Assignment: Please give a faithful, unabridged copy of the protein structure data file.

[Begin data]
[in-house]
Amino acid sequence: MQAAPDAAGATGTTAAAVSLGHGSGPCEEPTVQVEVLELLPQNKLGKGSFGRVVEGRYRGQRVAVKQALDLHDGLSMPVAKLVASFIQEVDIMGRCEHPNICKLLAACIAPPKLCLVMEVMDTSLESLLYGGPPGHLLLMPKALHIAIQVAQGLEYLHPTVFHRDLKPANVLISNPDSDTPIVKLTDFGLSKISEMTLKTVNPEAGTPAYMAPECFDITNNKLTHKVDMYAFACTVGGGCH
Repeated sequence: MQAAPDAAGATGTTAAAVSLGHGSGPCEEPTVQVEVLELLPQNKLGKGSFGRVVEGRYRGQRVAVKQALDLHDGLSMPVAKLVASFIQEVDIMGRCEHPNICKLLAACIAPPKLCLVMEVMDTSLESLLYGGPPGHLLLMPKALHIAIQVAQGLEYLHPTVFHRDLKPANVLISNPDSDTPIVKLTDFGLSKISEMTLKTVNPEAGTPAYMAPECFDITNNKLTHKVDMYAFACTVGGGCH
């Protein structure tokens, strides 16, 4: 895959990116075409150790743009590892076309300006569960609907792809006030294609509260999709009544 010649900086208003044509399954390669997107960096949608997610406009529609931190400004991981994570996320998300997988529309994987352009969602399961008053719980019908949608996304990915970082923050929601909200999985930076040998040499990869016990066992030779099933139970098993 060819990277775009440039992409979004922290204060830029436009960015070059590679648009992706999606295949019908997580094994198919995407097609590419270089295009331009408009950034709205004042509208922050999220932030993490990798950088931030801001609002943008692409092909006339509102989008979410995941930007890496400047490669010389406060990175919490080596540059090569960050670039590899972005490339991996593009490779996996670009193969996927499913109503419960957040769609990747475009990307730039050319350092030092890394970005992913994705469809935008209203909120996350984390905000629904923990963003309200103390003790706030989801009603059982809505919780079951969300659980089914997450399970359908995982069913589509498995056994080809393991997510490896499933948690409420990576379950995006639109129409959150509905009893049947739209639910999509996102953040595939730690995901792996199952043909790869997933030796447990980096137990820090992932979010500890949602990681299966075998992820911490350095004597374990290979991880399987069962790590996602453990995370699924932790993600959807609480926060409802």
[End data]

[in-house]
Amino acid sequence: MQAAPDAAGATGTTAAAVSLGHGSGPCEEPTVQVEVLELLPQNKLGKGSFGRVVEGRYRGQRVAVKQALDLHDGLSMPVAKLVASFIQEVDIMGRCEHPNICKLLAACIAPPKLCLVMEVMDTSLESLLYGGPPGHLLLMPKALHIAIQVAQGLEYLHPTVFHRDLKPANVLISNPDSDTPIVKLTDFGLSKISEMTLKTVNPEAGTPAYMAPECFDITNNKLTHKVDMYAFACTVGGGCH
Repeated sequence: MQAAPDAAGATGTTAAAVSLGHGSGPCEEPTVQVEVLELLPQNKLGKGSFGRVVEGRYRGQRVAVKQALDLHDGLSMPVAKLVASFIQEVDIMGRCEHPNICKLLAACIAPPKLCLVMEVMDTSLESLLYGGPPGHLLLMPKALHIAIQVAQGLEYLHPTVFHRDLKPANVLISNPDSDTPIVKLTDFGLSKISEMTLKTVNPEAGTPAYMAPECFDITNNKLTHKVDMYAFACTVGGGCH
């Protein structure tokens, strides 16, 4: 895959990116075409150790743009590892076309300006569960609907792809006030294609509260999709009544 010649900086208003044509399954390669997107960096949608997610406009529609931190400004991981994570996320998300997988529309994987352009969602399961008053719980019908949608996304990915970082923050929601909200999985930076040998040499990869016990066992030779099933139970098993 060819990277775009440039992409979004922290204060830029436009960015070059590679648009992706999606295949019908997580094994198919995407097609590419270089295009331009408009950034709205004042509208922050999220932030993490990798950088931030801001609002943008692409092909006339509102989008979410995941930007890496400047490669010389406060990175919490080596540059090569960050670039590899972005490339991996593009490779996996670009193969996927499913109503419960957040769609990747475009990307730039050319350092030092890394970005992913994705469809935008209203909120996350984390905000629904923990963003309200103390003790706030989801009603059982809505919780079951969300659980089914997450399970359908995982069913589509498995056994080809393991997510490896499933948690409420990576379950995006639109129409959150509905009893049947739209639910999509996102953040595939730690995901792996199952043909790869997933030796447990980096137990820090992932979010500890949602990681299966075998992820911490350095004597374990290979991880399987069962790590996602453990995370699924932790993600959807609480926060409802």